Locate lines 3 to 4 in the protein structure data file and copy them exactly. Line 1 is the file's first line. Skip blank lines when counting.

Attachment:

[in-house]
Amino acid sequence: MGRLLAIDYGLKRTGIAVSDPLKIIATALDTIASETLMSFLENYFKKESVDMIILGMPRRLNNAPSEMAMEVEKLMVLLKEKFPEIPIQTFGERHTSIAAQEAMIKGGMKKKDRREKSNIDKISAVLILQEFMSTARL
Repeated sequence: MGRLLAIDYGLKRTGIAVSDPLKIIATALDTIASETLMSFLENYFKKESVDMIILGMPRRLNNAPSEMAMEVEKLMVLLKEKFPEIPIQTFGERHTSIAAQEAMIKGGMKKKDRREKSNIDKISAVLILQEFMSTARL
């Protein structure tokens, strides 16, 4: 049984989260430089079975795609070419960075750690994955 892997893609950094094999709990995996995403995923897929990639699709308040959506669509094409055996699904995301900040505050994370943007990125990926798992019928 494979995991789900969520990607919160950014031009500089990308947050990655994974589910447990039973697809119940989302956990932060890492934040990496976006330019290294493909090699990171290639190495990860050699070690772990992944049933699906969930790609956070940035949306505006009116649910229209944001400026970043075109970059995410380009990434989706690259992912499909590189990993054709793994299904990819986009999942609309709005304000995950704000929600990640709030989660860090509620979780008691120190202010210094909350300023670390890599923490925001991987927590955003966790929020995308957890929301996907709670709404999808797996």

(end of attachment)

Repeated sequence: MGRLLAIDYGLKRTGIAVSDPLKIIATALDTIASETLMSFLENYFKKESVDMIILGMPRRLNNAPSEMAMEVEKLMVLLKEKFPEIPIQTFGERHTSIAAQEAMIKGGMKKKDRREKSNIDKISAVLILQEFMSTARL
């Protein structure tokens, strides 16, 4: 049984989260430089079975795609070419960075750690994955 892997893609950094094999709990995996995403995923897929990639699709308040959506669509094409055996699904995301900040505050994370943007990125990926798992019928 494979995991789900969520990607919160950014031009500089990308947050990655994974589910447990039973697809119940989302956990932060890492934040990496976006330019290294493909090699990171290639190495990860050699070690772990992944049933699906969930790609956070940035949306505006009116649910229209944001400026970043075109970059995410380009990434989706690259992912499909590189990993054709793994299904990819986009999942609309709005304000995950704000929600990640709030989660860090509620979780008691120190202010210094909350300023670390890599923490925001991987927590955003966790929020995308957890929301996907709670709404999808797996």